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جمعہ، 10 اگست، 2012

Supreme Court premier Removal machine


 Sending the premier home packing like Syed Yusuf Raza Gilani will create much bigger problems and the danger of the democratic system being wounded up cannot be ruled out as an outcome.
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 The air of confrontation between the government and the judiciary refuses to go away. The Supreme Court’s (SC’s) notice to Prime Minister (PM) Raja Pervez Ashraf to appear on Augusta 27 to show cause why he should not be proceeded against for contempt of court like his predecessor Yousaf Raza Gilani has once again put the cat among the pigeons. The government’s response is yet to be clearly known, despite a statement in some sections of the press by Information Minister Qamar Zaman Kaira that a decision whether the PM should present himself before the court or not will only be taken after consultations. At the last hearing of the NRO implementation case on Wednesday, August 8, the hope that the court too now sought some ‘middle way’ to end the standoff between the executive and the judiciary, as expressed in Justice Asif Saeed Khosa’s advice to the Attorney General (AG) Irfan Qadir to play a mediatory role, dissipated amidst the court’s declaration that it cannot move an inch from its December 19, 2009 NRO judgement. Two reasons for this reversal to a more rigid position have been enumerated by the court. One, a five-member bench hearing the NRO implementation case cannot revisit, let alone revise, the 17-member bench original NRO decision of 2009. Two, the court’s perception was that PM Raja Pervez Ashraf is resorting to delaying tactics in trying to avoid implementation of the court’s verdict on the letter to the Swiss authorities. The latter perception informs the court’s seemingly harsh act of issuing another contempt of court notice to another PM. Reports also state that Law Minister Farooq Naek’s August 7 television interview, in which he had said that the government was contemplating moving review petitions against the NRO judgement as well as the striking down of the Contempt Act, became a further basis for the court’s relatively harsh tone. Those two review petitions have now been moved. Despite this setback to attempts to find a middle way to resolve the standoff, the court still found it convenient to ask the AG to continue his efforts for finding a compromise solution, failing which, the court would proceed further. The AG tried to argue that the court should exercise restraint, but the bench was having none of it, arguing that it has shown restraint but its hand had been forced by non-compliance with its verdicts.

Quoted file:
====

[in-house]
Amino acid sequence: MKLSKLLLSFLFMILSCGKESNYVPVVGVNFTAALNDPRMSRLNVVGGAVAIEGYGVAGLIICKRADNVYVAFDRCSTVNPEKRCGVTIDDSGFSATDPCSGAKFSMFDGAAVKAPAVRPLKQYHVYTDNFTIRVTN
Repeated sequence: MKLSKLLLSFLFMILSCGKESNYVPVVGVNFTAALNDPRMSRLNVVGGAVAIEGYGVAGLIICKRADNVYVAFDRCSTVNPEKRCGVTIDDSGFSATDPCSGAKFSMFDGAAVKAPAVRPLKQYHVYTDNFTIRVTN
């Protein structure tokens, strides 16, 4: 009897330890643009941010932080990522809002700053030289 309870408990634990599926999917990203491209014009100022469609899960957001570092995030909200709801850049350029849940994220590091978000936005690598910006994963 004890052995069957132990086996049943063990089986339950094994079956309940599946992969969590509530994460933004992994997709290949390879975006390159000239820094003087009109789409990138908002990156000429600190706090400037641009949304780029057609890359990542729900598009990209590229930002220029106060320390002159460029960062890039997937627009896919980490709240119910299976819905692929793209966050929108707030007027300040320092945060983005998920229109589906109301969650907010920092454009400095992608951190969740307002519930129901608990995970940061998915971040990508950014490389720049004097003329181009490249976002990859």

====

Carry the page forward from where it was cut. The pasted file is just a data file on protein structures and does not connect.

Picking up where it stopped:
The stalemate was allowed to aggravate when the Pakistan People’s Party on Tuesday decided it would not write a letter to Swiss authorities for reopening cases against President Asif Zardari and would ‘resist’ actions by the Supreme Court within bounds of the Constitution. This adventurism may cost the government dearly. However, the attorney general said that there was no need to plead for immunity as it was “given by the Constitution itself”. He hoped that the court would exercise restraint. This also brings to reference of the debate as to which state institution is more powerful, Parliament or the judiciary. While the prerogative of the superior judiciary to strike down a law enacted by Parliament in conflict with the Constitution cannot be put to question, the authority of Parliament to legislate is above doubt. The SC struck down the 2012 Contempt of Court Act the other day on the basis that it flouted a number of constitutional provisions. But where the dispute arose was the SC decided to restore the Contempt of Court Ordinance, 2003. Some circles in the legal fraternity accepted the SC prerogative of declaring a law null and void, they plead that the apex court, instead of restoring a particular law, should have left the legislation of a new law on contempt of court on Parliament.

The people of Pakistan, the ultimate master of the country’s destiny are genuinely caught in a fear that the impasse may not cost more heavily that the nation cannot afford at this critical time of history. Whereas the unwarranted controversy over which state institution is superior and which subordinate has been created by hawks in media, particularly the electronic media, the situation obtaining at present is fraught with danger in more than one way. That is why the saner lot of the people desires that all issues are resolved without harming the democratic system. Hopefully all concerned understand the sensitivity of the conditions in Pakistan.
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